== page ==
Date of Award
Doctor of Philosophy
John S. Heywood
James Peoples, Scott Drewiankia, Scott Adams
Crime, Terrorism, Transportation
Essay 1: “Can Safe Ride Program Reduce Urban Crime?” This paper evaluates the influence of a safe ride program at a public university on neighborhood crime in a major urban area. Using an hours of the week panel, the program's operation is associated with an approximate 14 percent reduction in crime. The program being open appears to have roughly similar influence in reducing violent and non-violent crime. Moreover, increases in rides (the intensity of the program) are also associated with reductions in crime. Such increases in program intensity are also associated with notably greater reductions in crime occurring on weekends. The cost of the safe ride program suggests it is a relatively efficient means of reducing crime.
Essay 2: “University Provided Transit and Urban Crime.” This paper uniquely examines the influence of a new university bus service on urban crime. It concentrates on the interaction between the new bus service and a long-standing safe ride program. The new bus service reduces the number of students using the safe ride program and such substitution raises the well-known concern that a fixed transit route may concentrate victims and criminals increasing crime along the new bus routes. Despite this concern, a series of difference-in-difference estimates demonstrate that the bus service reduces crime in the entire university neighborhood and that this reduction is actually largest along the new bus routes.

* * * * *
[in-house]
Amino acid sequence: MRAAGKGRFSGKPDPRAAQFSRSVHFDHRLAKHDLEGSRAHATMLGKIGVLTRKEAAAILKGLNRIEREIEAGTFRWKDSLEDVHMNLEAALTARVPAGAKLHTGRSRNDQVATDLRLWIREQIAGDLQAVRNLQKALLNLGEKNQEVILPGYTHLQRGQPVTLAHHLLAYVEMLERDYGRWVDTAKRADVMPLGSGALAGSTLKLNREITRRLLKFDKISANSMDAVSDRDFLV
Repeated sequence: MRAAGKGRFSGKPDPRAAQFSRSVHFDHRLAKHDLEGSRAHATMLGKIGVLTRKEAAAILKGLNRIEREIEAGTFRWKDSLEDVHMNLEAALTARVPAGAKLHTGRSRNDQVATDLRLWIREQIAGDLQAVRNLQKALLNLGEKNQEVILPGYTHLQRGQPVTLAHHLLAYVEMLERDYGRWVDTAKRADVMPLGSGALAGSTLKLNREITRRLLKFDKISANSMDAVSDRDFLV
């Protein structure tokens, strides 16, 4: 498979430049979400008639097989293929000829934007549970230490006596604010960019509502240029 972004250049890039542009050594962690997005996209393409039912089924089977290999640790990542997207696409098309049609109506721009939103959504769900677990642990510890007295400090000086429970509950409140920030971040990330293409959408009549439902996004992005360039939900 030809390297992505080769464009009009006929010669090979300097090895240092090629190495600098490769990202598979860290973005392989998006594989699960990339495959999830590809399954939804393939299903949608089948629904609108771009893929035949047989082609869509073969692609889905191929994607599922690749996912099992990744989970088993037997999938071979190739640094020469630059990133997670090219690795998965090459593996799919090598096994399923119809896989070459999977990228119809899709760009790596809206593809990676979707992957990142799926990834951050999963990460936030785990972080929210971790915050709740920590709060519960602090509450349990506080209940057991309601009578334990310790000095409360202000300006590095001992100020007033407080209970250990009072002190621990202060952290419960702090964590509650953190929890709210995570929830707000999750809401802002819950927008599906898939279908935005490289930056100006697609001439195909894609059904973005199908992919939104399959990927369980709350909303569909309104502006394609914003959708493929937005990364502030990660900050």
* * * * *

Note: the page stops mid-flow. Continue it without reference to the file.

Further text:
Essay 3: “Modeling Adversary Decisions and Strategic Response.” This work uses a sequential game of conflict between a government and a terrorist organization to analyze the strategic choices between large extreme and large conventional threats. Some of these extreme options: chemical, biological, radiological, and nuclear attacks (CBRN), are both terrifying and highly improbable. Conversely, conventional attacks using firearms or explosives, are comparatively more likely but less destructive. Rather than leaving the game as a theoretical exercise, we calibrate the model to real data from global terror attacks, and forecast anticipated casualties when an informed adversary prepares a large attack against an uninformed government.
Weber, Bryan S., "The Economics of Crime" (2015). Theses and Dissertations. 1025.